Thursday, January 5, 2012


Typically, I don’t like to blog about anything that is work related for obvious reasons, but something happened at work on Tuesday that I simply cannot ignore. 
I’ve been relatively busy the last couple of days due to the three-day holiday weekend, and because I’m covering for my co-worker who is on vacation.  So, for most of the day on Tuesday I was focused on catching up and keeping up with the tasks coming my way.  As I worked away, emailing and returning phone calls, I was unanticipatedly interrupted by an abrupt, forceful jolt to our building.  I should note that it’s not uncommon for the building to make a similar type of sudden jarring movement whenever the air conditioning turns on and off, so at first I contemplated whether or not I should be concerned.  Alas, I was convinced that this wasn’t typical movement from our building.  No…it seemed to be a more alarming thunderbolt type of blow than I usually experience throughout the day.
Before I continue, let me take this opportunity to explain the building so that we’re all coming from the same perspective.  The building was constructed about 11 years ago and includes 3 stories with a 2 story garage beneath it.  Our insurance agency takes up the entire 3rd floor and a small space on the 1st floor.  The building was built into the side of a hill, so once you turn off the main road, you have to drive up the side of the hill, around the back of the building, then turn to go down a steep decline to drive around the front of the building, past a few visitor parking spots, then around the opposite side of the structure, down into the garage.  The building was originally designed to house a small bank, so once you turn in, there is a ‘drive-through’ type of area that you pass.  My office is directly above where the bank customers were expected to drive through.  The building overlooks the entire main harbor of St. Thomas and all of Charlotte Amalie, and appears to be a beautiful, yellow, red-roofed, relatively new, Caribbean property.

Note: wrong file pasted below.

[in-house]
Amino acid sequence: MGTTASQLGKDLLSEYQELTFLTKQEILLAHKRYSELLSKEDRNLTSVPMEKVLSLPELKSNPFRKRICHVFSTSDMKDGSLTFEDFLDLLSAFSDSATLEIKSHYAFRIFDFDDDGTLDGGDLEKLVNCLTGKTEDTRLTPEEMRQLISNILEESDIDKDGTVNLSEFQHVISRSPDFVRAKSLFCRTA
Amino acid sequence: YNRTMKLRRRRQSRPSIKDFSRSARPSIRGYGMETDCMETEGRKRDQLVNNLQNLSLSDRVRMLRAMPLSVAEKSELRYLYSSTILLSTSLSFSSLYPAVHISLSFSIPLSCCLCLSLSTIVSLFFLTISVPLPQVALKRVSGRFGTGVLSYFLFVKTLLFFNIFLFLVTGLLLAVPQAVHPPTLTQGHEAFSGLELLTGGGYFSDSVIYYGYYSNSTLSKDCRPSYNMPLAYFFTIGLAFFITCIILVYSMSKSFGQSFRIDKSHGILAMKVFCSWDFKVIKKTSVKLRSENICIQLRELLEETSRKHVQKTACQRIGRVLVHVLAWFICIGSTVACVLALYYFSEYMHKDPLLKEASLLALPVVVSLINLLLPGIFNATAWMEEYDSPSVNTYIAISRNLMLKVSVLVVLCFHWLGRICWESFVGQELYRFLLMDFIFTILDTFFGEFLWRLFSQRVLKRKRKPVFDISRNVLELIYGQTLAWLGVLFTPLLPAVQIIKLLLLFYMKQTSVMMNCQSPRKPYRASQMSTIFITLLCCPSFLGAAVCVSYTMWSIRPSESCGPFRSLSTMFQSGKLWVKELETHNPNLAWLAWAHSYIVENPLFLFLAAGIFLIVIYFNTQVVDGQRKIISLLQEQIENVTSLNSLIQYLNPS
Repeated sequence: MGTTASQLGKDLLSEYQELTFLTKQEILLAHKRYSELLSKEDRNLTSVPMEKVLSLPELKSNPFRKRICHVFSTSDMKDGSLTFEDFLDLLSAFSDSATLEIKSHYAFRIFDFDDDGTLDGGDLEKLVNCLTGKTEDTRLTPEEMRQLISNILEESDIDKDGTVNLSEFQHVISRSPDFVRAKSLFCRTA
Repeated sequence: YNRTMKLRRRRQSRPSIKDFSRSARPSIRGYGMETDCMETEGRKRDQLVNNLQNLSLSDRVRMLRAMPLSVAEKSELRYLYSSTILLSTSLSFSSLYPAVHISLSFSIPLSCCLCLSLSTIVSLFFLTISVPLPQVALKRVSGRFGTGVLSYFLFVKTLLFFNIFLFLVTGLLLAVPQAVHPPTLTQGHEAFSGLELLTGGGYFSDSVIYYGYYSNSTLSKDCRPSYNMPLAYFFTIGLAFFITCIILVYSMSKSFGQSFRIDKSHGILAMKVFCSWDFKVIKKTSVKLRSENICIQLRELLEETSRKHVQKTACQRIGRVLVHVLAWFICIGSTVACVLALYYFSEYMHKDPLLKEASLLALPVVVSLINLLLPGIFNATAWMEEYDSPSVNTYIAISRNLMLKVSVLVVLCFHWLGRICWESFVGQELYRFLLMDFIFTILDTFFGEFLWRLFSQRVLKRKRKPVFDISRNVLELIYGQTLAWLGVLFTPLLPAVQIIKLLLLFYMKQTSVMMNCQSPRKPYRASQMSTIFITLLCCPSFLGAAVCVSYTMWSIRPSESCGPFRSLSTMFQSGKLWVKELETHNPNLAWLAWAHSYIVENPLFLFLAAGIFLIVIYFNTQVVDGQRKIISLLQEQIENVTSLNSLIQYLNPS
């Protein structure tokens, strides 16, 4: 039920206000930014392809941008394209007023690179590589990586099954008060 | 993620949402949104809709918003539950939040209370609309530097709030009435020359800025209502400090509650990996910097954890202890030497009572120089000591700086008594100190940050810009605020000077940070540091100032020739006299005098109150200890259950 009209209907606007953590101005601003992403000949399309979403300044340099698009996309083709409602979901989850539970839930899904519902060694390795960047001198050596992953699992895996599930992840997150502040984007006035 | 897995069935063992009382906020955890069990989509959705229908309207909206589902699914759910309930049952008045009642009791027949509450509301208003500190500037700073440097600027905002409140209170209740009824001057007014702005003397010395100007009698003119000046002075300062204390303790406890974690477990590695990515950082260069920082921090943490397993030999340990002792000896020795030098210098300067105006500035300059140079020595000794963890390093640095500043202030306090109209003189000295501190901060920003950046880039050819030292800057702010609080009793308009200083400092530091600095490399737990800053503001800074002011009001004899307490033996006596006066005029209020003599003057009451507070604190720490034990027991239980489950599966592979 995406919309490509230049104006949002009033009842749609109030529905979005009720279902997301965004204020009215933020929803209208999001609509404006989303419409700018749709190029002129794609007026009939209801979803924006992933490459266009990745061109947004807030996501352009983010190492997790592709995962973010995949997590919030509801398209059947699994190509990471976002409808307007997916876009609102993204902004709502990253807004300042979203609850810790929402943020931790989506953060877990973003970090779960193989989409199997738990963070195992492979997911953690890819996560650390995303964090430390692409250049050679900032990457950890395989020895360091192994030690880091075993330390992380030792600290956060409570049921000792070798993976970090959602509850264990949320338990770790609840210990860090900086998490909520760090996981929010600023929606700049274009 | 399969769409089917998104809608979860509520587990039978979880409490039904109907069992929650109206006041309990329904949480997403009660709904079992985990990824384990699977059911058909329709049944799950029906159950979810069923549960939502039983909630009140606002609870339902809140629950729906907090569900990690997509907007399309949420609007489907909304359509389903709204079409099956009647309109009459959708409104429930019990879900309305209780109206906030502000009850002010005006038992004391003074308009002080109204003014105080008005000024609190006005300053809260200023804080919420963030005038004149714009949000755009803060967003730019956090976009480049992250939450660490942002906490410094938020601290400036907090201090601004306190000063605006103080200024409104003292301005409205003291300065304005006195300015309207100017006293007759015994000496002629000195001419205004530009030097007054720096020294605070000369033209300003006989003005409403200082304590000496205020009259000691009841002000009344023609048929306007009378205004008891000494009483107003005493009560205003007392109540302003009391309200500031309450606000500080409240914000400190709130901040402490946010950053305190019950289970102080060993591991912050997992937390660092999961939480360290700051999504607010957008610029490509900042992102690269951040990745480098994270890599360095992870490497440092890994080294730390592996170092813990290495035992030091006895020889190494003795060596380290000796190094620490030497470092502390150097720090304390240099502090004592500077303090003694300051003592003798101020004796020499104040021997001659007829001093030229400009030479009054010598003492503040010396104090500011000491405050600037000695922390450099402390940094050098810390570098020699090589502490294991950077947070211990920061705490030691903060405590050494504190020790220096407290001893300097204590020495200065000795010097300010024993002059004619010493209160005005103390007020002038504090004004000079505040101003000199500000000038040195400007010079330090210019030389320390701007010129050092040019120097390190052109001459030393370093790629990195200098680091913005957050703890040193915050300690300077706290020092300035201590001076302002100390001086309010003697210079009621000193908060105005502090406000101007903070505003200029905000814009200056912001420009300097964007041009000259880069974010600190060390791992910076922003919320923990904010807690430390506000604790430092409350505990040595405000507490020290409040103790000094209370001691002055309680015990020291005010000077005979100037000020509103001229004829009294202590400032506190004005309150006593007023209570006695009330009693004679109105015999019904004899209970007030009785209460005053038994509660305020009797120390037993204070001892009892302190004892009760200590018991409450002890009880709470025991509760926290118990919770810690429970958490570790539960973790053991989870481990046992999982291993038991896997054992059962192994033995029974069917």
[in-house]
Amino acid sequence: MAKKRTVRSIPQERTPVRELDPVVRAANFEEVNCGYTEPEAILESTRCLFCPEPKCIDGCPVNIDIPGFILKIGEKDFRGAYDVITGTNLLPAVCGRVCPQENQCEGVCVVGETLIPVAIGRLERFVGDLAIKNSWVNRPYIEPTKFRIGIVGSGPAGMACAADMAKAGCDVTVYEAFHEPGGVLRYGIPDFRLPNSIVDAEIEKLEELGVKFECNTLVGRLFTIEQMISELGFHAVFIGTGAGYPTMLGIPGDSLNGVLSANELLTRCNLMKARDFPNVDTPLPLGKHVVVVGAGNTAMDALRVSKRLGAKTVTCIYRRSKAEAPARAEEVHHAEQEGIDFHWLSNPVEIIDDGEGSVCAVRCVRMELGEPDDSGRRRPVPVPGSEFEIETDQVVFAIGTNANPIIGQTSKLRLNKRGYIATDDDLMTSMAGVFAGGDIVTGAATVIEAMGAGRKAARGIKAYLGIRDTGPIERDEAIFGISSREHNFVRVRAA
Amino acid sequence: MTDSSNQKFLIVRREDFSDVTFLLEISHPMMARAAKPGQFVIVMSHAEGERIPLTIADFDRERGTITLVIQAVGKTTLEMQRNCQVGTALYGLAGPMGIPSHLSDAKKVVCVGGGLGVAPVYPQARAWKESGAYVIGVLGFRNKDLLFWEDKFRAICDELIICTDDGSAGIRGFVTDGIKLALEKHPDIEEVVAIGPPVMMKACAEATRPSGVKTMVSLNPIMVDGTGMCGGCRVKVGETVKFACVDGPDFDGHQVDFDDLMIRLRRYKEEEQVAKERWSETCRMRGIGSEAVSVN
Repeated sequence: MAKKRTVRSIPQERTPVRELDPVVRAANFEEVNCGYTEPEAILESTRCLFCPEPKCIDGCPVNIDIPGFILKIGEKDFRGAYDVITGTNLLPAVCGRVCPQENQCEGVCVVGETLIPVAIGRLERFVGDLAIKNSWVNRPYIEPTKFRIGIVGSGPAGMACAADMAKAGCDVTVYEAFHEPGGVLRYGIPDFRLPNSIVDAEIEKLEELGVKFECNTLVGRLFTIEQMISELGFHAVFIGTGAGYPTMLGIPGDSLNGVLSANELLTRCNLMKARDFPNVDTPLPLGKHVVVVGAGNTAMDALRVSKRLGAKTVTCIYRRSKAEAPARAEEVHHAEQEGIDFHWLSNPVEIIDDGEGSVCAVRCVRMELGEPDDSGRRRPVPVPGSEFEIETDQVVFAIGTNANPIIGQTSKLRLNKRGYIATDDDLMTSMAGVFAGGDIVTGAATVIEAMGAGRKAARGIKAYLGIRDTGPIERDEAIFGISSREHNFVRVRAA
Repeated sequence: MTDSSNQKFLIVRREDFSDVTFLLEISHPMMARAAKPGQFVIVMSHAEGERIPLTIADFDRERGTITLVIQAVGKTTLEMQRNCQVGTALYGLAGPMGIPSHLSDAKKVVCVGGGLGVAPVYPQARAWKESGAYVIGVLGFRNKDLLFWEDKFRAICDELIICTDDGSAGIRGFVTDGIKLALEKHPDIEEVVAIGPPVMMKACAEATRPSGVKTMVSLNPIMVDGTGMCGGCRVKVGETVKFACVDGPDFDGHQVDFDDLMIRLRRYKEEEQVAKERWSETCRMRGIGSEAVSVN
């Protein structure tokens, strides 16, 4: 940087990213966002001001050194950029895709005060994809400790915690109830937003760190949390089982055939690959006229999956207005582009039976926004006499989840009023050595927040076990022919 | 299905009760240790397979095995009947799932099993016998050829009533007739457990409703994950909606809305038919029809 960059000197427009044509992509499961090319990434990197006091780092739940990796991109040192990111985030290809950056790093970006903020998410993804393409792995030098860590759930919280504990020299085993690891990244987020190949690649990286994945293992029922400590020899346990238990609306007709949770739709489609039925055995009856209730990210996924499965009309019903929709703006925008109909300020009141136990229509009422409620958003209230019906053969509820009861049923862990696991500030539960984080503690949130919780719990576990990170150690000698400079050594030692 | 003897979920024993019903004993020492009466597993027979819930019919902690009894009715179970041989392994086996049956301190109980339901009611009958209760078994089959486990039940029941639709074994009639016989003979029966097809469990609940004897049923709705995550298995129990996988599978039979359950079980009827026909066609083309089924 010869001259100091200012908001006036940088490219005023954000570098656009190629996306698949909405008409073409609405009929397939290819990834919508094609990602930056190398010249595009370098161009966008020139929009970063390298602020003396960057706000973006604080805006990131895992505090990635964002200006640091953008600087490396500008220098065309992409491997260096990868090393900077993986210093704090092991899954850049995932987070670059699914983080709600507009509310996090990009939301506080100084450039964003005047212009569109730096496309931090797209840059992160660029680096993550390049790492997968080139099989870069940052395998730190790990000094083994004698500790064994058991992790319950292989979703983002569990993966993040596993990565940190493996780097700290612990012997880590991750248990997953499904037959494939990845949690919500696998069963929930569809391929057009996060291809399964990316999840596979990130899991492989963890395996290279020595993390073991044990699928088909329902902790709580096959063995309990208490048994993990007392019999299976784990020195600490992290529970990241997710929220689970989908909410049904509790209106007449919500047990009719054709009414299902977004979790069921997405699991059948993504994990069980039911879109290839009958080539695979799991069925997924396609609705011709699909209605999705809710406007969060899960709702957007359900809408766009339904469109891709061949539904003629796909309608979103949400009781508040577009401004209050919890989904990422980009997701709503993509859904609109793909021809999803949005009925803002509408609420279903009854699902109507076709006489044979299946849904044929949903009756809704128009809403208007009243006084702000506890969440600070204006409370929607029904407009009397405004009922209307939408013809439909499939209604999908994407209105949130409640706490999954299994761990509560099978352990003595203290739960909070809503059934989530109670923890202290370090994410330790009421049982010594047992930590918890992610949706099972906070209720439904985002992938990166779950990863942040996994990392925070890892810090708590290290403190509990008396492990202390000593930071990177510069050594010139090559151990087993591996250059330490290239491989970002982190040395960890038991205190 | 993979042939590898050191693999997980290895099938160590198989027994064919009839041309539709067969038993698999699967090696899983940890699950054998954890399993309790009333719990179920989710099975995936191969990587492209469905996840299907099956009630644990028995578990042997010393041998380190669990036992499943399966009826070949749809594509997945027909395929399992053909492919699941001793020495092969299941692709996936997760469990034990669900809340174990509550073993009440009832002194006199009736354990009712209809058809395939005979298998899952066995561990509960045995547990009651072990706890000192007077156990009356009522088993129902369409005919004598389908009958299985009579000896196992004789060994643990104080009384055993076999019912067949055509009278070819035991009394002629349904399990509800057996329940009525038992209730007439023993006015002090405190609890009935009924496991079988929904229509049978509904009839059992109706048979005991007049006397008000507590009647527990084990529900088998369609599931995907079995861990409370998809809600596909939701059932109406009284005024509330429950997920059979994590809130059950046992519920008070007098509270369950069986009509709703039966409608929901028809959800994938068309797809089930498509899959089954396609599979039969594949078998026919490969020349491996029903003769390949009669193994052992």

Now that you have a sense for where I work, I will continue with my story.  So, after this unexpected thud I was alarmed enough to investigate the situation.  I walked out of my office and noticed that I wasn’t the only one that seemed to be concerned.  Some people agreed that it was simply the air conditioner, others were convinced that something actually hit our building.  Determined to get to the bottom of this, we all walked around, looking out the windows to see if we could find the source of the problem.  Shortly thereafter, someone declared that, in fact, a pick-up truck, without anyone inside of it, had rolled backwards down the hill and into our building.      
Shocked, I immediately went to the window where I could witness this drama.  As I looked out the window and down toward the back of the building, indeed there was a pick-up truck with its back fender lodged into the side of our building.  A small crowd of people were gathering to assess the damage and more and more of my co-workers crowded around the same window that I was peering out.